Wild Dogs at Play
Speaking of dogs at play, today we’re posting some excellent stuff from Wildcast, filmmaker Kim Wolhuter’s blog about work on his latest documentary project on African wild dogs:
First a clip of littermates packing up on a pup. What’s the point here? Well, what they’re doing looks an awful lot like the jockeying for position seen in the next clip which shows the pups feeding on an impala carcass. Is it practice? Are they testing to see what positions they hold in the pack? And how is the ‘victim’ chosen? As the narrator notes, he doesn’t really seem to mind playing the part.
Here’s another clip of the pups at play. You can see them chasing each other, wrestling and engaging in a rousing game of “I’ve got the stick.” I found it interesting to see how often they paired up in different ways during this play session:
Here’s an interesting clip that appears to show play as redirection. The mother dog seems to be trying to use play to take her pups’ attention off a carcass. Is her goal to get more food for herself? Probably not as she ate before the pups. Perhaps her goal is to keep their jockeying for position over the remains of this carcass from getting out of hand?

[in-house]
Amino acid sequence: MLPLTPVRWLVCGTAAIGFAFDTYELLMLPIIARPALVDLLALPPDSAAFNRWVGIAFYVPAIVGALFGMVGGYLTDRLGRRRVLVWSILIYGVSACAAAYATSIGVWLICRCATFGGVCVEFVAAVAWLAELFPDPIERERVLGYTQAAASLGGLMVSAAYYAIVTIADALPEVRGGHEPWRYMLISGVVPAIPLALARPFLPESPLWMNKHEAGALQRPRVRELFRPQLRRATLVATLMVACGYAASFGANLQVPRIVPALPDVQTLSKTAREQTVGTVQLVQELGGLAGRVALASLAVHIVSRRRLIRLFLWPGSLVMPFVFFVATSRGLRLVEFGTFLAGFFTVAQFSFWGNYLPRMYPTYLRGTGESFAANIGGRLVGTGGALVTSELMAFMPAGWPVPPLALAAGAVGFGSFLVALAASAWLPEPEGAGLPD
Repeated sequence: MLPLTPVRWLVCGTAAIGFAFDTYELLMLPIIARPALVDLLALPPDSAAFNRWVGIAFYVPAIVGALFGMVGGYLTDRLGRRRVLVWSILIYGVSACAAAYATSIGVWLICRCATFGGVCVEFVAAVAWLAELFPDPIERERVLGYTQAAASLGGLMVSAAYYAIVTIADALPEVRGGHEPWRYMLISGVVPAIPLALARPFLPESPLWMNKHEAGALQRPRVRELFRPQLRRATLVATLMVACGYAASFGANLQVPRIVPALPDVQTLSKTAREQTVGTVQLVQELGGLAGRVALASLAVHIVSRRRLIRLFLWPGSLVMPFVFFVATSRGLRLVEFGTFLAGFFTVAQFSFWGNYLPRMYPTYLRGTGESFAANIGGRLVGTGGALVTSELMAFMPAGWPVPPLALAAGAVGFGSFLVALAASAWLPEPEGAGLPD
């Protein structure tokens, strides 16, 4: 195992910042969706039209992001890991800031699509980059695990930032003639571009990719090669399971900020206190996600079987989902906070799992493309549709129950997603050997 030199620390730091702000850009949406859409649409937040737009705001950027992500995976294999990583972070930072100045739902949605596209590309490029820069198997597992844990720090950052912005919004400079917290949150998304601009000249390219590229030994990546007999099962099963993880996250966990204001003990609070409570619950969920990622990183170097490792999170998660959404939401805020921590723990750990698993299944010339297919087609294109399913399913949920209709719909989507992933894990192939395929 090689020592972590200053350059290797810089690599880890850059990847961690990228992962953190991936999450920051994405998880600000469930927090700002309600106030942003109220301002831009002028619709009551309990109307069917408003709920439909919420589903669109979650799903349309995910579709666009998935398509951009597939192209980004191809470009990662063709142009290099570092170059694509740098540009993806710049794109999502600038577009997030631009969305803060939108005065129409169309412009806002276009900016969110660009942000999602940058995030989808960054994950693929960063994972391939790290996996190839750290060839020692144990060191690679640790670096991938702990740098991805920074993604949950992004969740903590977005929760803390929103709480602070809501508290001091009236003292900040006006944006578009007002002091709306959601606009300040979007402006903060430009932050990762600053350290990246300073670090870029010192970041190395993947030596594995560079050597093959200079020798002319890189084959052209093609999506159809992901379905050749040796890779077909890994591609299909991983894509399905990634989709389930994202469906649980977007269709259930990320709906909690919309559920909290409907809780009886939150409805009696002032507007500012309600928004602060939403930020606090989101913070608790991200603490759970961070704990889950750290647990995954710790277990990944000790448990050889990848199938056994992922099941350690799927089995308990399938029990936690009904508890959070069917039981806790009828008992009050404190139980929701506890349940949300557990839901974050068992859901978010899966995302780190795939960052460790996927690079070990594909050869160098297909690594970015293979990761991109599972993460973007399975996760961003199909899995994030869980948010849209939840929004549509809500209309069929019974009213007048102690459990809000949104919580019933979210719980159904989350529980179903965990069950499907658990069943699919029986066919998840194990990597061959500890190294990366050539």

Is there a simple way to describe the rules of play? I think not. Play, like most intelligent behavior, is strongly controlled by emergent factors. Young animals at play are, in part, learning to affect each other’s behavior through a complex mixture of cooperative and competitive interactions. Some of these interections (like Puzzle’s redirection of the squabbling puppies) begin as independent actions and others arise though interaction with others.
In emergence simple interactions between individuals produces complex, yet organized, group behavior. The fact that such behavior is both organized and chaotic explains the unpredictability of animal behavior.
And – doesn’t part of the joy we find in play come from that fact that the rules for it (unlike the rules we have for work) are fluid?